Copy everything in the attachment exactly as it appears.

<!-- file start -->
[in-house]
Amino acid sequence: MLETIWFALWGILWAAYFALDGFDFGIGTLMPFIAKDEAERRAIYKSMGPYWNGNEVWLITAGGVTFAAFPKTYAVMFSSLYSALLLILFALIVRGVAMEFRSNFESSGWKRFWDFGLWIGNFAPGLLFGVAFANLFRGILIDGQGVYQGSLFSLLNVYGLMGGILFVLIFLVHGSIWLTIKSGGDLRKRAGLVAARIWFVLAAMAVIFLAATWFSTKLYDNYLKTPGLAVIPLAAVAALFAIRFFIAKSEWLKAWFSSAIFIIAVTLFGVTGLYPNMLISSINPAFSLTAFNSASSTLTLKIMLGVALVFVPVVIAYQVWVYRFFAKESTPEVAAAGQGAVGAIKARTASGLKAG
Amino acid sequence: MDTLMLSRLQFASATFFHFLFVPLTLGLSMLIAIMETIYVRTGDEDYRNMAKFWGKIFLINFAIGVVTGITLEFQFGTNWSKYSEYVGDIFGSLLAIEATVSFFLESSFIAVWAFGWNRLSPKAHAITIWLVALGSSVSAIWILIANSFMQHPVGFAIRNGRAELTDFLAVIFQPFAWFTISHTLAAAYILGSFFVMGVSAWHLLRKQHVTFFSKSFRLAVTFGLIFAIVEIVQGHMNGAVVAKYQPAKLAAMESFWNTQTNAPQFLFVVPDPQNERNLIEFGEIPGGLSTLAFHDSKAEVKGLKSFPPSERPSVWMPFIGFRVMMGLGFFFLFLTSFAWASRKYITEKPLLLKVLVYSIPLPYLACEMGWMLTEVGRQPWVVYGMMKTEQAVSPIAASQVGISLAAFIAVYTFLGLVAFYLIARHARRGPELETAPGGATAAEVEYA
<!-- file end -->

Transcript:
[in-house]
Amino acid sequence: MLETIWFALWGILWAAYFALDGFDFGIGTLMPFIAKDEAERRAIYKSMGPYWNGNEVWLITAGGVTFAAFPKTYAVMFSSLYSALLLILFALIVRGVAMEFRSNFESSGWKRFWDFGLWIGNFAPGLLFGVAFANLFRGILIDGQGVYQGSLFSLLNVYGLMGGILFVLIFLVHGSIWLTIKSGGDLRKRAGLVAARIWFVLAAMAVIFLAATWFSTKLYDNYLKTPGLAVIPLAAVAALFAIRFFIAKSEWLKAWFSSAIFIIAVTLFGVTGLYPNMLISSINPAFSLTAFNSASSTLTLKIMLGVALVFVPVVIAYQVWVYRFFAKESTPEVAAAGQGAVGAIKARTASGLKAG
Amino acid sequence: MDTLMLSRLQFASATFFHFLFVPLTLGLSMLIAIMETIYVRTGDEDYRNMAKFWGKIFLINFAIGVVTGITLEFQFGTNWSKYSEYVGDIFGSLLAIEATVSFFLESSFIAVWAFGWNRLSPKAHAITIWLVALGSSVSAIWILIANSFMQHPVGFAIRNGRAELTDFLAVIFQPFAWFTISHTLAAAYILGSFFVMGVSAWHLLRKQHVTFFSKSFRLAVTFGLIFAIVEIVQGHMNGAVVAKYQPAKLAAMESFWNTQTNAPQFLFVVPDPQNERNLIEFGEIPGGLSTLAFHDSKAEVKGLKSFPPSERPSVWMPFIGFRVMMGLGFFFLFLTSFAWASRKYITEKPLLLKVLVYSIPLPYLACEMGWMLTEVGRQPWVVYGMMKTEQAVSPIAASQVGISLAAFIAVYTFLGLVAFYLIARHARRGPELETAPGGATAAEVEYA